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'Partner for Prevention' - Cops urge Jamaicans to join campaign against domestic violence

Published:Saturday | February 11, 2017 | 12:00 AM
In this 2010 photo, Acting Commissioner of Police Novelette Grant (left), greets Natoya Williams, public relations officer for the Tivoli Gardens Community Development Committee, prior to the start of a domestic violence intervention workshop.
JCF150 Anniversary Logo

The Jamaica Constabulary Force (JCF) is calling on all Jamaicans to be a 'Partner for Prevention' against domestic violence on Tuesday, which is being marked as Valentine's Day,

This comes against the force's recently rolled out anti-domestic/intimate partner violence awareness campaign called 'Love Me To Live, Don't Love Me To Death'.

With increased levels of violence against women in Jamaica, many of which are committed by their partners or ex-partners, the JCF is ramping up its awareness and intervention efforts in what is often dismissed as 'just man and woman business'.

The 'Love Me To Live, Don't Love Me To Death' initiative was conceptualised by acting police commissioner Novelette Grant, who is a vocal advocate against intimate partner abuse.


Month of love


According to Grant: "February is traditionally seen as the month of love and so provides a timely opportunity for us to focus the spotlight on the problem of domestic violence and abuse to raise awareness and make a call for action to stop intimate partner abuse and violence."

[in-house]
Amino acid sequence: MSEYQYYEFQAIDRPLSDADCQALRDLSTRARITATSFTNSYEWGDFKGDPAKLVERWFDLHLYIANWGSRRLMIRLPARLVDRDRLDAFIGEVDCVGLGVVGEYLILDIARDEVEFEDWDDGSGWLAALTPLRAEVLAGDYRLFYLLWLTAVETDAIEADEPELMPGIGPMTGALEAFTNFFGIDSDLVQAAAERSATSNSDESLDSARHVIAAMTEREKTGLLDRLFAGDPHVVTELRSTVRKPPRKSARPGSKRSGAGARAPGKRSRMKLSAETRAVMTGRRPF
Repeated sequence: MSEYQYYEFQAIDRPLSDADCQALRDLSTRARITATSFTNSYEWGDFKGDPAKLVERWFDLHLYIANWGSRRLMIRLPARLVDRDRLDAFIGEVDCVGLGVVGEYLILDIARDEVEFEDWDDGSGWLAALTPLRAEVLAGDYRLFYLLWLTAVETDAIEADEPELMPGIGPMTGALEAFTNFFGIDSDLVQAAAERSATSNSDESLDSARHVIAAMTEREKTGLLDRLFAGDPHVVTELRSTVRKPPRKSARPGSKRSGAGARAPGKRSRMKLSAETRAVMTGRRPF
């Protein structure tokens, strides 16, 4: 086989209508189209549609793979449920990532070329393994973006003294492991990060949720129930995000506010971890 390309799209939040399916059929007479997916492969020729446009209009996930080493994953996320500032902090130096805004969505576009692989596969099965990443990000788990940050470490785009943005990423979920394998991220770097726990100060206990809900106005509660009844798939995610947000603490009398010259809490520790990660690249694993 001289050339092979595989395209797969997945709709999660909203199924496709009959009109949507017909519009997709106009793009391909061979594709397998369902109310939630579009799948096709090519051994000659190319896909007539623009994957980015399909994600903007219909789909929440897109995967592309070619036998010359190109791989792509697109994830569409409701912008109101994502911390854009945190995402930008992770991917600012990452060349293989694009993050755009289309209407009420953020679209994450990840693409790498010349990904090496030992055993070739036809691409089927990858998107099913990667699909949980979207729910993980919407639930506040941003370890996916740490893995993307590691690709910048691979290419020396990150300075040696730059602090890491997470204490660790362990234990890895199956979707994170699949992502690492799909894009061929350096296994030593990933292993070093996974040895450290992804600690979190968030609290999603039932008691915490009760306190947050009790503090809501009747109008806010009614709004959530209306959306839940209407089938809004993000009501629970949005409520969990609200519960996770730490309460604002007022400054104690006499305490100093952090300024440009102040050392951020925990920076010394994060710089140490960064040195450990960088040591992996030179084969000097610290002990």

The acting commissioner is urging every Jamaica to partner and network to provide the environment for victims of abuse to speak up and be supported.

"Show understanding and empathy and refrain from blaming those who suffer from this crime. Remember, domestic violence is not a private matter; it is a crime and must be treated as such," said Grant.

JCF corporate communications director Nathelie Taylor added: "This campaign is one of the transformative legacy projects that form part of the JCF's 150th anniversary celebrations and aims to reconstruct how intimate partner love is viewed, communicated and acted upon.

"It is all too common for persons to casually say 'mi love you to death' in exuberant expressions of the love they possess for someone. Unfort-unately, it is a phrase so ingrained in our culture and accepted as a natural sentiment that no thought is given to its destructive undertones."

Taylor added: "Valentine's Day is touted as the most romantic day of the year; however, for women or girls who have been or who are being abused the day is a brutal reminder of their pain. So we want to dedicate the day to these women and girls, call on persons to remember and support them, and raise awareness of and activism around intimate partner and domestic violence."

The JFC corporate communication director said companies can 'partner for prevention' on Valentine's Day through simple means such as hosting sensitisation sessions to highlight domestic/intimate partner violence issues, inviting members of the force to address staff, or even organise a group of staff to visit shelters for abused women to uplift and inspire on the day.